February 1983, a 20-year-old young woman known as Phoolan Devi, walked out of the forested ravines of the Chambal River valley and handed over her gun. She bowed to images of Gandhi and the goddess Durga and surrendered herself to the Chief Minister and Chief of Police of Madhya Pradesh state in central India.

The cheering crowd of around 10,000 people gathered that day including journalists; politicians, some cops; and others from across the dry, impoverished center of the world’s largest democracy—knew Phoolan Devi as a hero, a bandit, a murderess, and a goddess long before they saw her in the flesh.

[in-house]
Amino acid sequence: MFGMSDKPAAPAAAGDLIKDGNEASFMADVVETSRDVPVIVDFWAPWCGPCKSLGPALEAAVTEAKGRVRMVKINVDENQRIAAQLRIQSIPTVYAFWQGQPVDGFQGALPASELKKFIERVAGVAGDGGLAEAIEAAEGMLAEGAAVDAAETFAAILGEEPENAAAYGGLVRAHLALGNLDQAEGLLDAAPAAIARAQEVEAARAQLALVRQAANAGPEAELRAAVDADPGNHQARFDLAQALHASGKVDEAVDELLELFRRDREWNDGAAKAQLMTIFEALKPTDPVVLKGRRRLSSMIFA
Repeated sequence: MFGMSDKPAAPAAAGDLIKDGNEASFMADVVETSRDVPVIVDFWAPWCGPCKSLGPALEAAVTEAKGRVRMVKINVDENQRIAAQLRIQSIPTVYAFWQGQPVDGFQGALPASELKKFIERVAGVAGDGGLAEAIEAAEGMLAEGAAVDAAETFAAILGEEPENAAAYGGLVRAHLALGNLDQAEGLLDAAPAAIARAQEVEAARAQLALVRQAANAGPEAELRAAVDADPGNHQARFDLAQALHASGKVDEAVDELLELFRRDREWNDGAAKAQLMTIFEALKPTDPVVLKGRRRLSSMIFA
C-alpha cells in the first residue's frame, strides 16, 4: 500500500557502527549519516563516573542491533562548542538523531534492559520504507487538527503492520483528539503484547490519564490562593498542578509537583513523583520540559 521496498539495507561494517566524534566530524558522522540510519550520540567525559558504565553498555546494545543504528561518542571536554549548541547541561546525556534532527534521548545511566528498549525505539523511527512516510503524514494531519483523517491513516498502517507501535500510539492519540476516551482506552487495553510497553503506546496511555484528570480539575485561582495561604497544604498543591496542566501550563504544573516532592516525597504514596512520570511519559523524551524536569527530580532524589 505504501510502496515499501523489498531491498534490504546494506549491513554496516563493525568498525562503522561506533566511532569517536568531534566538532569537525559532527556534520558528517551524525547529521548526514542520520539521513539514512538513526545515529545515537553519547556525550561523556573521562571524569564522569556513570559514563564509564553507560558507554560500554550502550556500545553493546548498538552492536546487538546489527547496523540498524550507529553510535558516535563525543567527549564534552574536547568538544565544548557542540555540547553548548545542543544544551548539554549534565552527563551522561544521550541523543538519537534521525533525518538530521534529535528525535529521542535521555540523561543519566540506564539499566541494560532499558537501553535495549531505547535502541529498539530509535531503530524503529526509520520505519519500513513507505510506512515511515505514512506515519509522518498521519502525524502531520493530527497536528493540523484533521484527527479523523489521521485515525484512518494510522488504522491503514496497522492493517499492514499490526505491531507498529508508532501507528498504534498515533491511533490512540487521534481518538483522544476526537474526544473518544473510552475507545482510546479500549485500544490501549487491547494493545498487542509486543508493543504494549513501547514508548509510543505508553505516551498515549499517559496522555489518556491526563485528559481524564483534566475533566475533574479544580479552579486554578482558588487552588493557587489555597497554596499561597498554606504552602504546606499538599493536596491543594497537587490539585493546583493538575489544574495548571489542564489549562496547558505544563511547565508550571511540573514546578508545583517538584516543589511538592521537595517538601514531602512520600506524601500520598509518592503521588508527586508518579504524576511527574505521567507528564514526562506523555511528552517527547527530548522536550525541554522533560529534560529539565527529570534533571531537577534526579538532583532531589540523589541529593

Phoolan Devi, India’s celebrated Bandit Queen, was not a woman, but a legend.

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Born to a low-caste in a village on the banks of the Yamuna River in Uttar Pradesh in 1963, Phoolan Devi was, by the time of her surrender, wanted on 22 counts of murder and another 26 counts of kidnapping and looting. At 31, after a decade in prison, she became the subject of a major Bollywood film, Bandit Queen.

Four years after that, she was elected to her first term in India’s parliament, the first low-caste woman to hold that distinction. In 2001, at the age of 37, while serving her second term, she was shot dead in front of her home in Delhi